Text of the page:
Automakers acknowledge that they’re especially worried about a lengthy fight between California and the Trump administration that splits the car market. In a June letter to President Trump, 17 major car companies pointed to the risk of “an extended period of litigation and instability, which could prove as untenable as the current program.” (To be clear, they weren’t asking to stick to the Obama-era standards; in a separate letter, the car companies asked California Gov. Gavin Newsom to meet the Trump administration half-way.)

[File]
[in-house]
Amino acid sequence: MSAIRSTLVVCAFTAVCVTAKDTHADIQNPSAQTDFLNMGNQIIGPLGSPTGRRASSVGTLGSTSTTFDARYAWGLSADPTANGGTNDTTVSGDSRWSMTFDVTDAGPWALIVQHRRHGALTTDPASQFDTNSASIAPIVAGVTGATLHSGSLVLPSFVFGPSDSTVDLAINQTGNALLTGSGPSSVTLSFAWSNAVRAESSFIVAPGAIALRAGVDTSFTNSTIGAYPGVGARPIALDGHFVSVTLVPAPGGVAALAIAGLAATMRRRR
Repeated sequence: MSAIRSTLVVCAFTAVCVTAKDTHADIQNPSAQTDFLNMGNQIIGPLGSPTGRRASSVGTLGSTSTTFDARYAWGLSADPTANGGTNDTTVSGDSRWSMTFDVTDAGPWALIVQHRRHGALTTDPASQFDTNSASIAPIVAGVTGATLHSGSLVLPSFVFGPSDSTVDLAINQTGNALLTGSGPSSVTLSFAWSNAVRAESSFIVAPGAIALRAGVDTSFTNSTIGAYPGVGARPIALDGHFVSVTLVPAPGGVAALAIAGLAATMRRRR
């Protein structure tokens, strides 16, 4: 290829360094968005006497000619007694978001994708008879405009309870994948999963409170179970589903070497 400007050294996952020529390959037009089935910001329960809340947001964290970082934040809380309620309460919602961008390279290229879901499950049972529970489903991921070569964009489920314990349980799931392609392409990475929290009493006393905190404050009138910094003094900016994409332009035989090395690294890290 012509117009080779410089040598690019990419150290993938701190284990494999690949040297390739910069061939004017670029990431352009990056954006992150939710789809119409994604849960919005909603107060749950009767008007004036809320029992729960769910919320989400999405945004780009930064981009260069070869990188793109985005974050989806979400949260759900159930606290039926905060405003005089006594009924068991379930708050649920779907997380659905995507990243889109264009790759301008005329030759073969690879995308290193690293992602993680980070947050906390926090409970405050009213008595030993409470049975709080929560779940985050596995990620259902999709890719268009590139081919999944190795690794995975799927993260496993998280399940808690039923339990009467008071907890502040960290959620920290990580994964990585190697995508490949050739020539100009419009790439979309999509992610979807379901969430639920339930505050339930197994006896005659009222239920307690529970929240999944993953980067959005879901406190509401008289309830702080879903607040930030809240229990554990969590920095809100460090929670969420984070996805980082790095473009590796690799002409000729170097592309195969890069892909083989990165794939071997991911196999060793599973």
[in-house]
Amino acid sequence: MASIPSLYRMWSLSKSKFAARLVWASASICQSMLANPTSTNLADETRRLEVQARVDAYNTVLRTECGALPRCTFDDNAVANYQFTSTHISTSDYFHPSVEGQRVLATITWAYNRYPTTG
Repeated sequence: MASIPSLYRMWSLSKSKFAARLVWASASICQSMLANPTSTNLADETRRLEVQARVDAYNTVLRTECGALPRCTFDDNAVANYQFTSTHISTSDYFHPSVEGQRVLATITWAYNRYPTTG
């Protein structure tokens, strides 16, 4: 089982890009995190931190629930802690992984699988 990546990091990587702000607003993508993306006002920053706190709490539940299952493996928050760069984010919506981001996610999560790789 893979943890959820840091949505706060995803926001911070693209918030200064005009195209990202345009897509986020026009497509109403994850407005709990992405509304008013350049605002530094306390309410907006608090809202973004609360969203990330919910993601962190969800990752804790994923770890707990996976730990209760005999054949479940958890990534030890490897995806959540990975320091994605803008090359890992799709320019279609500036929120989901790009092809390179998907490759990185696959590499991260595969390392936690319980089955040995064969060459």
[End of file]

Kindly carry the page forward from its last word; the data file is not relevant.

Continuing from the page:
After all, California brings some serious backup to a battle over the country’s cars. Although other states are barred from making their own clean car rules, they can adopt California’s — and a lot of them have. The 14 states (including California) that already require car makers to comply with California’s standards for tailpipe and greenhouse gas pollution make up more than a third of the market for cars and light-duty trucks. And ten of them also follow California’s rules requiring carmakers to sell zero-emission vehicles such as electric cars in their states.